A horse’s teeth should be examined every 6 months
Just like cats and dogs, horses need oral examinations from veterinarians. The health of a horse’s mouth greatly impacts its well-being, behavior, and performance. Dr. Dennis French, a professor who heads the Department of Veterinary Clinical Medicine at the University of Illinois, has cared for many horses with dental problems.
Unique Set of Choppers
“A horse’s teeth continually erupt out of the horse’s jaws throughout its lifetime,” says Dr. French. Species that evolved to exist on a diet of tough grasses—such as horses, cows, rabbits, and other rodents—share this trait. This ongoing eruption of the teeth can present challenges for these species.
Horse teeth are organized into two sections: the incisors and the cheek teeth. The incisors are found in the front of the horse’s mouth and are the easiest to see. The cheek teeth include the pre-molars and molars and are located on the sides of the mouth. The incisors grasp and tear food, while the cheek teeth grind the feed.
“Horses chew their feed in a circular motion. This leads to uneven wear on the teeth and various sharp points can form,” Dr. French explains. If this is not caught and corrected quickly, it can really tear up the mouth and leave sores, affecting the horse’s ability to eat and even perform. For this reason, horses should have their mouths examined by a veterinarian every six months, typically during a routine wellness check-up or when vaccines are administered.
Signs of Dental Issues
“There are many signs that a horse is having dental issues, some obvious and others more subtle,” Dr. French says. One obvious sign is quidding. Quidding is where a horse will loosely chew and ball up its feed instead of grinding it like normal. This is typically a sign of mouth pain. Other obvious signs include dropping feed while chewing, nasal discharge, bad-smelling breath, weight loss, and facial swellings.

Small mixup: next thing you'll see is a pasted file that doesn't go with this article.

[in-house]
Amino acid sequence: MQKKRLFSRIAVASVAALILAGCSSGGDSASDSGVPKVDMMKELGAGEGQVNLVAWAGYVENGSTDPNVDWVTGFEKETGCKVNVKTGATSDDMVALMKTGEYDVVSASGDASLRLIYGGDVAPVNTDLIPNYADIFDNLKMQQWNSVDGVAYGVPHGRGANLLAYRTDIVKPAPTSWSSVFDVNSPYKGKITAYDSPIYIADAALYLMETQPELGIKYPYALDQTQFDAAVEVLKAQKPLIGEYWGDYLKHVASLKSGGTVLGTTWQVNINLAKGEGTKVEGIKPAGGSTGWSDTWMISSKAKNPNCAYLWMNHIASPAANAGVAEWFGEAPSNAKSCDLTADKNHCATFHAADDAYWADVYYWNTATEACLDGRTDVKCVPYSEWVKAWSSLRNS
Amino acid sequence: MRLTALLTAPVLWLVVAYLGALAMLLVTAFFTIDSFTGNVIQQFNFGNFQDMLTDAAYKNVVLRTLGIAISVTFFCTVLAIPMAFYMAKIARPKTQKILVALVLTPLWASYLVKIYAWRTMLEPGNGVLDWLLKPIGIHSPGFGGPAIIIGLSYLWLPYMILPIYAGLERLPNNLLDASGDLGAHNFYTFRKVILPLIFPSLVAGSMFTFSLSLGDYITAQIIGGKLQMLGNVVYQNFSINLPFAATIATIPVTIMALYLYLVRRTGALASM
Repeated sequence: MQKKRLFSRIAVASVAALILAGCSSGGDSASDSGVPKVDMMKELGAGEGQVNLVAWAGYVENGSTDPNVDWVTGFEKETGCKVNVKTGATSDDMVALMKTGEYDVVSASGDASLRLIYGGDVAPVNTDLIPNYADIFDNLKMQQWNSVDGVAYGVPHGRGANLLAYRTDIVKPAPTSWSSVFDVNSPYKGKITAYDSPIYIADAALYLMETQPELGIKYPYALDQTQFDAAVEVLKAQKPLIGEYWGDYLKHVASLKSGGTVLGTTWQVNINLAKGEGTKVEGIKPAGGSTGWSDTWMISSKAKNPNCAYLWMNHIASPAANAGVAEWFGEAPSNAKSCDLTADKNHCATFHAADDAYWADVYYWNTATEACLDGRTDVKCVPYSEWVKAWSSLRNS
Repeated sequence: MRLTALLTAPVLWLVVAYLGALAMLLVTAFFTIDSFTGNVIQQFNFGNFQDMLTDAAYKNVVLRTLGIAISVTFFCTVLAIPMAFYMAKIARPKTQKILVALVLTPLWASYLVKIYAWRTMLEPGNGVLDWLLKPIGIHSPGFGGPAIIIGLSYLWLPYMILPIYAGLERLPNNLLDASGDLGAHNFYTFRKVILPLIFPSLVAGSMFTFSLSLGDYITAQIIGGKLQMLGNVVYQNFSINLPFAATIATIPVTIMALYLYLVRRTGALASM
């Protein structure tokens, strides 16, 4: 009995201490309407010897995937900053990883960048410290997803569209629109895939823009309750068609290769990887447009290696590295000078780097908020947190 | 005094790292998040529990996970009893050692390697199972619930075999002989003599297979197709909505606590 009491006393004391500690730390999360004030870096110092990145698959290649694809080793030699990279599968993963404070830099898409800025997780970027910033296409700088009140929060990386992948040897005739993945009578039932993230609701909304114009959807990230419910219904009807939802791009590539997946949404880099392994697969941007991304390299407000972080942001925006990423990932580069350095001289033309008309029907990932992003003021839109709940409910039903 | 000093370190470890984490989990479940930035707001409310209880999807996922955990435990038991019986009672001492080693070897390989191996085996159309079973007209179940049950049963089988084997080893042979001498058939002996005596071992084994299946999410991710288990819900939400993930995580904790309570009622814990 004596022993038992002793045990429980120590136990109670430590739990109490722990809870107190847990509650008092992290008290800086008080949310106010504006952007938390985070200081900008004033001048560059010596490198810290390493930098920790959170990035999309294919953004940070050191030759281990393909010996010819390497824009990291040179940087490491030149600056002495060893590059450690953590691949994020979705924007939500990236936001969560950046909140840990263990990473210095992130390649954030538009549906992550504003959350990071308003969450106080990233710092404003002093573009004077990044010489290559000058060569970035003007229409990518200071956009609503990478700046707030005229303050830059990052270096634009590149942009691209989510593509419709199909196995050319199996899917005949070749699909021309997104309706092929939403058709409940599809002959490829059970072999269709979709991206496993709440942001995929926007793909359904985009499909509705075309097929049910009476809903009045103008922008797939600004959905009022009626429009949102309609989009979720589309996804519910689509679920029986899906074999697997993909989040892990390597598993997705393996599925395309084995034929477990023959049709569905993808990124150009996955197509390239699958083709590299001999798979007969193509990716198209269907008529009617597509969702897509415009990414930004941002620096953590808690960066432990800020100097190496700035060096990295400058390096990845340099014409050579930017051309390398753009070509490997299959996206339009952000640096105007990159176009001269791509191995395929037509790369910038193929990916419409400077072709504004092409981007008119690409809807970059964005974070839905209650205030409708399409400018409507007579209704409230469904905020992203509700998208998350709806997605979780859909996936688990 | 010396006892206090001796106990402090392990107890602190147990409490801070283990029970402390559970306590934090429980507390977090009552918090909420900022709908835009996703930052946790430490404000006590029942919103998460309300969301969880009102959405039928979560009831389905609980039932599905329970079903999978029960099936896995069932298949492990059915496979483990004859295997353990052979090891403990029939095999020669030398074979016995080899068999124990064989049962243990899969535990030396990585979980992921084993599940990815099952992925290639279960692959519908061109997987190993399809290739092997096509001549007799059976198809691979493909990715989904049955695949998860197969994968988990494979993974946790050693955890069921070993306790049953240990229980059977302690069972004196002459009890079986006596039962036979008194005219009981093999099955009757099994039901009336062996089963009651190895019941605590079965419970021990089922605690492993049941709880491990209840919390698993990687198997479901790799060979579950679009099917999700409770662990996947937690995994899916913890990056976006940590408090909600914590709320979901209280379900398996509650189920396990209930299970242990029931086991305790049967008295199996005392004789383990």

Behavior or performance changes in the horse can indicate there is a dental issue. A horse that feels oral discomfort in its mouth can act out or perform poorly. “If an owner is having trouble with discipline in a horse who is used to bridle and saddle, I often suspect the problem could be a comfort issue within the mouth,” says Dr. French.
Spotting the Problem
An oral examination must be performed to determine if there really is a dental issue.
“It is so important to not only look in the mouth, but also feel,” says Dr. French. A veterinarian knows how to safely examine and palpate (meaning to feel) the horse’s mouth to note any issues or discomfort. Doing this, Dr. French will notice if any teeth are loose, missing, or have sharp edges. Locating the issue is the best way to determine what can be done to fix it.
Correcting the Issue
Correcting a dental problem in a horse is called floating the teeth.
“Floating a horse’s teeth means to file or rasp the teeth to reduce the sharp edges and make the surface smoother” Dr. French explains. A veterinarian does this with tools called dental floats, which are metal files on the end of a long metal handle that allows the veterinarian to reach into the horse’s mouth safely. Each of these files comes in different textures, sizes, and shapes in order to better reach a certain tooth.
Floating a horse’s teeth fixes misalignment or sharp edges that have developed. The horse will feel much better, symptoms will subside, and the horse’s teeth will not be harmed because they continue to erupt.
“Although not every horse will need to be floated every year, each horse should still be checked,” says Dr. French. Prevention is the best medicine after all.
If you want more information about floating teeth or if it is time to schedule your horse’s annual dental examination, contact your local veterinarian.
By Beth Pieper